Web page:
In the first part of our interview with local, Exeter-based James Monkman and Jamie Howard from RCGD.DEV, we looked in depth at their flagship title r0x (Extended Play). In part 2, we discuss their other games either playable now or in development, as well as the current state of games development and how you can break into the industry:
Exeposé Games and Tech: Besides r0x, what are your other top titles that we can play right now?
RGCD.DEV: Before r0x EP, the last PC game RGCD.DEV released was Robotz DX — an enhanced remake of an Atari ST game originally by some guys from Audiogenic — and that was way back in 2010. At the time, it was well-received and ended up on some top 2010 freeware lists, but it seems pretty crude today. Other than that, I’ve started migrating some of our Commodore 64 stuff over to our itch.io account, out of which I totally recommend everyone should play (and buy!) Super Bread Box — our official C64 conversion of Vlambeer’s Super Crate Box.
EGT: Do you have anything else currently in development?
RGCD: Yes! We’ve got two games in development at the moment; Blastard Squad and Pan-Dimensional Conga-Combat. Blastard Squad started life back in 2010 as a sequel to Robotz DX, but then went on hold until the end of last year when Jamie and I decided that we should resurrect the project as a commercial game. We’ve been posting images of an early build of the engine on Twitter showing off some of the amazing artwork and mesh-distortion effects we’re using, and the response has been unprecedented, so we’ve got huge hopes for that one.
It’s a single/multiplayer competitive, cooperative tactical shoot-em-up. The players act as a clean-up squad of mercs, taking out a sentient robot infestation by first destroying a number of shield generators on each level before killing all of the marauding droids. Despite the engine being near complete, we’ve got a long road ahead of us — the cost of assets for the six different worlds will inevitably mean that it is unlikely to be released until late 2015 (or even later if PS4 becomes an option).
PaDiCoCo will most likely be our next game off the assembly line, a mash-up of Snake and Geometry Wars, again supporting both single and multiplayer modes. We’ve been working with Folmer Kelly on this one, and the game is pretty much feature-complete — it just needs all the boring stuff like wave design, structure, a front-end and additional tilesets to finish it off. It’s a pretty unique game in terms of mechanics and visual style. Also, it’s the first project where we experimented with mesh-distortion together with bitmap graphics.
Instead of your typical arena shooter, in PaDiCoCo you control a snake whose tail is made of bullets (although you also have a short-burst ‘lazor’ that can be charged up by grinding indestructible enemies), and it’s got this neat thing where you can close enemy portals by circling around them. There’s loads of different ways to score points in the game, and the simple controls mean that it would be trivial to create a single-player version on tablets using relative swipes. We’re pretty excited about this one, and realistically I guess it should be out by the summer.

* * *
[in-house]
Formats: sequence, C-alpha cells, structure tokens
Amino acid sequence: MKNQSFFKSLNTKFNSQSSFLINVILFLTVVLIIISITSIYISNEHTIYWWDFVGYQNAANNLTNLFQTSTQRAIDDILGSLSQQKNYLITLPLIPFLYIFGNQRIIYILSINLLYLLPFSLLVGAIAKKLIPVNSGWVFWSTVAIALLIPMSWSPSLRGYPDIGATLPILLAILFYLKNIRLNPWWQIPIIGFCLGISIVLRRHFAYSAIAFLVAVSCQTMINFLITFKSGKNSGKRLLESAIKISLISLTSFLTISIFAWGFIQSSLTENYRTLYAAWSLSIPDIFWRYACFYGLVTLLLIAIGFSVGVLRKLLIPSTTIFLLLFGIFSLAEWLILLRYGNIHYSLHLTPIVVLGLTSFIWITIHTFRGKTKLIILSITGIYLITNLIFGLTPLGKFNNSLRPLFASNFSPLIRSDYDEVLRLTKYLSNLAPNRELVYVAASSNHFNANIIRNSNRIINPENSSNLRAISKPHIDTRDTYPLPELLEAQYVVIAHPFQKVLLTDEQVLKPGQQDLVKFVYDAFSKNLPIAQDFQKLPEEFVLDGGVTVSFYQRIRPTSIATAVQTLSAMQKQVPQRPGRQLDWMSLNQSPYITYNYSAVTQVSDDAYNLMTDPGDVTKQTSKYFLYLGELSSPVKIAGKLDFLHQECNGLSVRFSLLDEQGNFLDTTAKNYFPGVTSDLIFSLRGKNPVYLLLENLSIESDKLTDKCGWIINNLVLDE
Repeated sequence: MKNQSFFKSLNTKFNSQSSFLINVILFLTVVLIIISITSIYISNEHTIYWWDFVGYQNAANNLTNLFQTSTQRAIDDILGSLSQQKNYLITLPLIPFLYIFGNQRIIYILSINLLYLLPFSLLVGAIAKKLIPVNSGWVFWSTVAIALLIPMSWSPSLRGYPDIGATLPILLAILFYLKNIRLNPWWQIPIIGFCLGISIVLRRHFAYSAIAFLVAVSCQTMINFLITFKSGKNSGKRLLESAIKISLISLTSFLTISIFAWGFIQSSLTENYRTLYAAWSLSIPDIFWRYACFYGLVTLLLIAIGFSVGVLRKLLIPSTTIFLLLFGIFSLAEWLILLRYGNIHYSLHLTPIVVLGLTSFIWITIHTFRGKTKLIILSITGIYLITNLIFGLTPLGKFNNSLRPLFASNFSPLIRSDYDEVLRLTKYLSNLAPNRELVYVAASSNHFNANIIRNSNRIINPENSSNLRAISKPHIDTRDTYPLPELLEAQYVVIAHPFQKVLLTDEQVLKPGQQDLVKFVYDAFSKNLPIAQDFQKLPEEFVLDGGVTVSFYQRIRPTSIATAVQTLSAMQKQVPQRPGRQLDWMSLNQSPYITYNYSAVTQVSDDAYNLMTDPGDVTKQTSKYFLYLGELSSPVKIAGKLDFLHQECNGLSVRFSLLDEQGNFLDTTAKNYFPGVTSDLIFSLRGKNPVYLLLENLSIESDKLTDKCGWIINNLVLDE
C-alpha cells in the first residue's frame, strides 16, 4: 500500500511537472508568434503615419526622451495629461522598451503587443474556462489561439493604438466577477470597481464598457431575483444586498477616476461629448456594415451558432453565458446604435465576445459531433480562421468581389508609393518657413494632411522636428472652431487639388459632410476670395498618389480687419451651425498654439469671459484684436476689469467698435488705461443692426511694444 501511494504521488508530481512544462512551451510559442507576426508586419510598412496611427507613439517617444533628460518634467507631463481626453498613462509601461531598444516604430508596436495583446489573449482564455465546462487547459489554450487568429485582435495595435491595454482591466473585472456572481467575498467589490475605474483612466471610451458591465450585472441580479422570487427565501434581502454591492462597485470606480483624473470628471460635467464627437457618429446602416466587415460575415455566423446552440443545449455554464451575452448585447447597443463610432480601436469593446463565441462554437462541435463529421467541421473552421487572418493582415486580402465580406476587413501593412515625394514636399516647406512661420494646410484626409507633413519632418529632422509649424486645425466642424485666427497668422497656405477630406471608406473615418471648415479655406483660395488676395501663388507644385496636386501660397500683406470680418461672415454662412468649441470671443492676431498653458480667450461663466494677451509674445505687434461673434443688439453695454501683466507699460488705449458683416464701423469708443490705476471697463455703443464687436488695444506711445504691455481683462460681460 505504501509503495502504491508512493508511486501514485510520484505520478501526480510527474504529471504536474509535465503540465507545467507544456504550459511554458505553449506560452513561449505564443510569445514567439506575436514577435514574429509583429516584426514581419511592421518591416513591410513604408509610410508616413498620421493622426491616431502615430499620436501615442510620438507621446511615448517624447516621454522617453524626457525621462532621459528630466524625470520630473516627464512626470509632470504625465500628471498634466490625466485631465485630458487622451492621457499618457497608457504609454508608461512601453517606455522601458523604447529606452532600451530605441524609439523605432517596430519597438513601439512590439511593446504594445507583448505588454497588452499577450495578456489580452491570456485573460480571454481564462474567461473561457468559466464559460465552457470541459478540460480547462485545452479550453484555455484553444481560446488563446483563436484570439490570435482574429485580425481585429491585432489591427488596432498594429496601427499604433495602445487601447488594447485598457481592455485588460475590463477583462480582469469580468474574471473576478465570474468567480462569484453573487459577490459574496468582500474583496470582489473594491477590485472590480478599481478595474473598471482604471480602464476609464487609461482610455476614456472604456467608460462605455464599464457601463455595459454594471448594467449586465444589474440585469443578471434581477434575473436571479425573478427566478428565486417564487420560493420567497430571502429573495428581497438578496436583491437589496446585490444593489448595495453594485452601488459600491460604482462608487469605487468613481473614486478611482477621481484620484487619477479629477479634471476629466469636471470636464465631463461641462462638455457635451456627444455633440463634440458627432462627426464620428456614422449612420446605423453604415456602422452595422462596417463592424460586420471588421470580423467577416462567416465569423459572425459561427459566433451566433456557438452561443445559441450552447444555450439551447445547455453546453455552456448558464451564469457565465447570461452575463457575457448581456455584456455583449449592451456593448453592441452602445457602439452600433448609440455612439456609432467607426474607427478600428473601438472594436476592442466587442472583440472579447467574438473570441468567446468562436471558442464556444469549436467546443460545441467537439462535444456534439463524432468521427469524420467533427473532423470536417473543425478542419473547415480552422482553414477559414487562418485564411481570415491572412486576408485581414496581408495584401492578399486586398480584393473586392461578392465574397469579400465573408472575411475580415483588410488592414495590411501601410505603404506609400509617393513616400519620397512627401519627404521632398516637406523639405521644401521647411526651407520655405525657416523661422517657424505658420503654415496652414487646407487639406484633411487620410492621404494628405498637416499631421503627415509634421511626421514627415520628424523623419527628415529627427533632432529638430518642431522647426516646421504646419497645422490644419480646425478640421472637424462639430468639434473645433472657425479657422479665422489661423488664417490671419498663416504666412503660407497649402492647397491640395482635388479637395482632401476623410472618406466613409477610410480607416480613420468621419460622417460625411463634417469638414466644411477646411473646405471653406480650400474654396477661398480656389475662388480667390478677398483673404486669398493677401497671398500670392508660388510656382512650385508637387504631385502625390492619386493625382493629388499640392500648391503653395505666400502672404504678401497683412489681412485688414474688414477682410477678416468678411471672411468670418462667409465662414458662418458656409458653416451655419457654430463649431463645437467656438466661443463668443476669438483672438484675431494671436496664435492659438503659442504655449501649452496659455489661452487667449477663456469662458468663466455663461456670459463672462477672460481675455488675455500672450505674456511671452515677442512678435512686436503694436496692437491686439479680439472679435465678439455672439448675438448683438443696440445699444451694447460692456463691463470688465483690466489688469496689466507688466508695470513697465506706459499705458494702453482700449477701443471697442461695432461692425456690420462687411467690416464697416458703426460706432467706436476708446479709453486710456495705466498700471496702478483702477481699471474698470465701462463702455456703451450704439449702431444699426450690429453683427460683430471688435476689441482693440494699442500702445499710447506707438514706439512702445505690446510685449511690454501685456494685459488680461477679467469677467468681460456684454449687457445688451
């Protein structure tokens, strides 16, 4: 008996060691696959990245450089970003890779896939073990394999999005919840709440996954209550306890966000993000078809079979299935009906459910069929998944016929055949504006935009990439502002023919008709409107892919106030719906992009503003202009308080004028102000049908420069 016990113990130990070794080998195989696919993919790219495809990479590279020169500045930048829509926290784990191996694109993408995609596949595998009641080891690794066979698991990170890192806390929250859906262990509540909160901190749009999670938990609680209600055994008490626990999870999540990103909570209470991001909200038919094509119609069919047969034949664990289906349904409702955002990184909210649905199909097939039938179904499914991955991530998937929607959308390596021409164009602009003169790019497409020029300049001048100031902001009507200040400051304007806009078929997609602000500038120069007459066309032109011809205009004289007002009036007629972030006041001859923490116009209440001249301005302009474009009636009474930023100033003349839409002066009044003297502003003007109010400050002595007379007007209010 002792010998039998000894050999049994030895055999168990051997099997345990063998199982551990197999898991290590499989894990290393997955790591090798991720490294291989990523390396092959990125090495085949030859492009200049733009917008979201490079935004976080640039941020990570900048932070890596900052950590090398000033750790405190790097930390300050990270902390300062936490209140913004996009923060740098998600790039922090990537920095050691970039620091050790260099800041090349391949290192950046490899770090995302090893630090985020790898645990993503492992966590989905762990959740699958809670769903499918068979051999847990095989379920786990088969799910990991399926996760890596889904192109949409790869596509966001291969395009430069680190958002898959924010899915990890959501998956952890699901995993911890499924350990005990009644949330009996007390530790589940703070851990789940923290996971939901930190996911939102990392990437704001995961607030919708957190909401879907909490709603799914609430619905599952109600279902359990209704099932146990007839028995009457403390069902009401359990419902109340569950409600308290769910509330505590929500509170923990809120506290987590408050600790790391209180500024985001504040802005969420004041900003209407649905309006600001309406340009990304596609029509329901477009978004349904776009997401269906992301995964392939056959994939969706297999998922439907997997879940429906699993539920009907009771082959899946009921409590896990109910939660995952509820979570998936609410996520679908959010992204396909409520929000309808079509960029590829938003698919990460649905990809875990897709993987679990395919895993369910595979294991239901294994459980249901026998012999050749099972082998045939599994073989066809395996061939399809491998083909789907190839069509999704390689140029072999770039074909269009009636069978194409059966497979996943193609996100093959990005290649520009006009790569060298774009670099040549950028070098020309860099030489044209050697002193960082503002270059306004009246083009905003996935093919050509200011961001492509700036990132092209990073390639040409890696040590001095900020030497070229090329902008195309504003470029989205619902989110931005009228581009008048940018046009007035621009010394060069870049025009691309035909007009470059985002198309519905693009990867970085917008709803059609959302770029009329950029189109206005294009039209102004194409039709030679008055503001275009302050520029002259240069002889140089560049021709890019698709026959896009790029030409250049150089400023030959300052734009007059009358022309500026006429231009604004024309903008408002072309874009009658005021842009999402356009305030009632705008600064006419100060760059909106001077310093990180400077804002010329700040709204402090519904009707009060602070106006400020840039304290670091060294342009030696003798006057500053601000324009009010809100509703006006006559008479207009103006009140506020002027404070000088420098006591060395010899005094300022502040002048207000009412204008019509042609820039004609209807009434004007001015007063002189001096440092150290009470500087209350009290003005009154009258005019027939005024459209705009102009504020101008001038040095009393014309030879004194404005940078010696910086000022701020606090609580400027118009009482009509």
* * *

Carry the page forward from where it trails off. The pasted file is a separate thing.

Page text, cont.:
Oh, and there’s a ton of new Commodore 64 stuff in the pipeline that we will continue to release via itch.io and on physical game cartridges (because we love that stuff).
EGT: What would be your top tips for a budding games developer looking to break into the industry?
RGCD: Always work out a design on paper first, and get an accountant as soon as you start making sales. Having a design document might seem unnecessary using today’s high level development tools, but knowing exactly how each part of your game will work makes it a lot easier to develop a working engine, and more importantly, helps to avoid the pitfalls of broken game design. Keep it simple though, you can always add to it when you have something up and running!
As for accountants, recent changes in digital distribution tax laws make this an absolute must. They’re not as expensive as you’d imagine, and you do NOT want to deal with EU VAT on your own.
Most importantly though, I’d recommend that you get out there and go to game jams, launch parties and expos. Networking is super important; people are far more likely to help you if they know you in real life rather than just over a keyboard. Bristol has a great gamedev scene, and I see no reason why we can’t build up our own here in Exeter, so please get in touch if you’re working on something — we’d love to meet up with other local indies 🙂
EGT: What makes Bristols game dev scene so good? How do you think we could improve that here in Exeter?
RGCD: Probably because Bristol has a far bigger art scene? Because it’s just a bigger, more diverse city with two universities? I don’t know really, and I guess I am slightly biased because I used to live there. I recently went to a game launch party on Park Street organised by Force Of Habit and there must have been at least two dozen local teams and individuals all showing off the games they were working on. Whilst getting drunk in a cellar bar, with Aphex Twin blasting out of the sound system. There’s just nothing like that here, although there’s no reason why it couldn’t happen.